The following is an introduction to my 2007 Art Therapy case study regarding work with the elder population:
‘“Perhaps a person gains by accumulating obstacles… Care must be taken, however, to select large obstacles, for only those of sufficient scope and scale have the capacity to lift us out of context and force life to appear in an entirely new and unexpected light.”
-Tom Robbins, “Even Cowgirls Get the Blues”
Elders who are no longer able to care for themselves, known as frail elders, struggle not only with the expected developmental tasks associated with aging, but also with additional profound losses. The definition of “frail elder” itself is also changing, as the populations who are admitted into care facilities is changing to include those with chronic substance abuse and/or mental health problems.
Mental illness in the elderly can often be seen together with multiple physical complaints, yet this aspect is in danger of being overlooked by a medical system of care that focuses primarily on physical symptoms and behavior management at the expense of quality of life. Elders generally, and the frail elder population in particular, have historically been the victims of cultural prejudice and misunderstanding in the United States. The legacy of this prejudice has resulted in the mental health needs of elders being overlooked, misunderstood, or underserved by care settings. However, recent literature explodes the myth that illness and infirmity need be an inevitable fact of the aging process. New models of “healthy aging” include factors such as openness and creativity as strengths that can help promote well-being. As such, Art Therapy can assist elderly clients in achieving many of their specific needs, including enhancing well-being, reconnecting with a sense of purpose, and helping to put past events into proper perspective. Art Therapy can also provide a way of non-verbal “working through” for elders who have communication difficulties.
Frail elders in today’s society face challenges on many fronts. The application of humanistic treatment models may help to “plug the gaps” that are left when elder care focuses strictly on clinical models. The case study is one example of how this work was applied in day treatment with a frail elderly gentleman who suffered from both physical and mental disorders.’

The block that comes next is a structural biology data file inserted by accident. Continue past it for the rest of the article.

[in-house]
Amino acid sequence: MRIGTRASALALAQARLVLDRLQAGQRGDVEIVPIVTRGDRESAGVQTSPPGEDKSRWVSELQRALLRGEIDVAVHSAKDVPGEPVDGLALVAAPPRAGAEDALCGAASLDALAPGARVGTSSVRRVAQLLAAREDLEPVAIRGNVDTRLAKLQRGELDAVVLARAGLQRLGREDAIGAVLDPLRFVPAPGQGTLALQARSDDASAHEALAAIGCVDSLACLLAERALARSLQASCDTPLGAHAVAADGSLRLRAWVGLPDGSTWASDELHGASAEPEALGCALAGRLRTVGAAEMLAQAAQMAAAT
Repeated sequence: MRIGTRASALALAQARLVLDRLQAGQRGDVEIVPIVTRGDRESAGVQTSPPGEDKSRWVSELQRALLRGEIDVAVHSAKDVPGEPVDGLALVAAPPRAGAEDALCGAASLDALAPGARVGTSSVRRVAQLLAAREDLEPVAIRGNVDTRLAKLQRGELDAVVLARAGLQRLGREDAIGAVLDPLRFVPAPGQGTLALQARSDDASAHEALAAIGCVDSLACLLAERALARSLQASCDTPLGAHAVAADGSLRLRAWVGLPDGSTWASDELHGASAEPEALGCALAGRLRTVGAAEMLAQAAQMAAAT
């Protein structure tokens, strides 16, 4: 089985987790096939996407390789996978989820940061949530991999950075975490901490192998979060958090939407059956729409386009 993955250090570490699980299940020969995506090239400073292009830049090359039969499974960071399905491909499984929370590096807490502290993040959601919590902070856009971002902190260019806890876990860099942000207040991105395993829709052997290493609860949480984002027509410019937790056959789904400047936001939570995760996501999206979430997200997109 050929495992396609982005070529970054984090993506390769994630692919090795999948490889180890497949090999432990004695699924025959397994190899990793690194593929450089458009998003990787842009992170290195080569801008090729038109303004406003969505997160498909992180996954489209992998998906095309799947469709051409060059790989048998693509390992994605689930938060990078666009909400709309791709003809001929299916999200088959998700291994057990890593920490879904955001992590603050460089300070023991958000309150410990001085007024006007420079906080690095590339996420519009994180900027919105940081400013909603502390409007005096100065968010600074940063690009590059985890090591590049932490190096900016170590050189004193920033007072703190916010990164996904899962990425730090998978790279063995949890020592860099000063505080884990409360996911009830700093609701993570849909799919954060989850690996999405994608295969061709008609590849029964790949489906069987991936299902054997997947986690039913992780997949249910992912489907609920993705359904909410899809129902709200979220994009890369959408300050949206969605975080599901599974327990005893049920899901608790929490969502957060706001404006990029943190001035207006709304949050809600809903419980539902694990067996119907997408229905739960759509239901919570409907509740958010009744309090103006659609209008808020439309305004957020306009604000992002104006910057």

This is a post on the Facebook page for my former art studio, Secret Hideout Studio, advertising a First Friday art event. You can also access the native webpage here.
“Join us this April for the show,
“Nothing Will Come Between Us”
A ONE NIGHT ONLY visual art and poetry event with local art rock star, Chris Haberman.
Chris’s images have made an impact on walls nearly everywhere people go in Portland, from the LOVE show at Olympic Mills Gallery, to Portland City Art, to the Goodfoot, to City Hall, to the MEAT store. He has been a veteran of the Portland open MIC poetry scene, as well as the instigator of many progressive arts events over the past few years. Check out some of the online links to his work below.
This evening’s work will feature a display of Chris’s recent visual arts work, that are based off of “poems” that he has written. He will also perform some of his selected poems live.
There will also be the usual Studio Artmaking Night and Potluck, with a twist- We will be creating a group collage based on writing a group poem! To be performed/read/interpretive danced at the end of the evening 🙂
We hope to see you for First Friday in April!”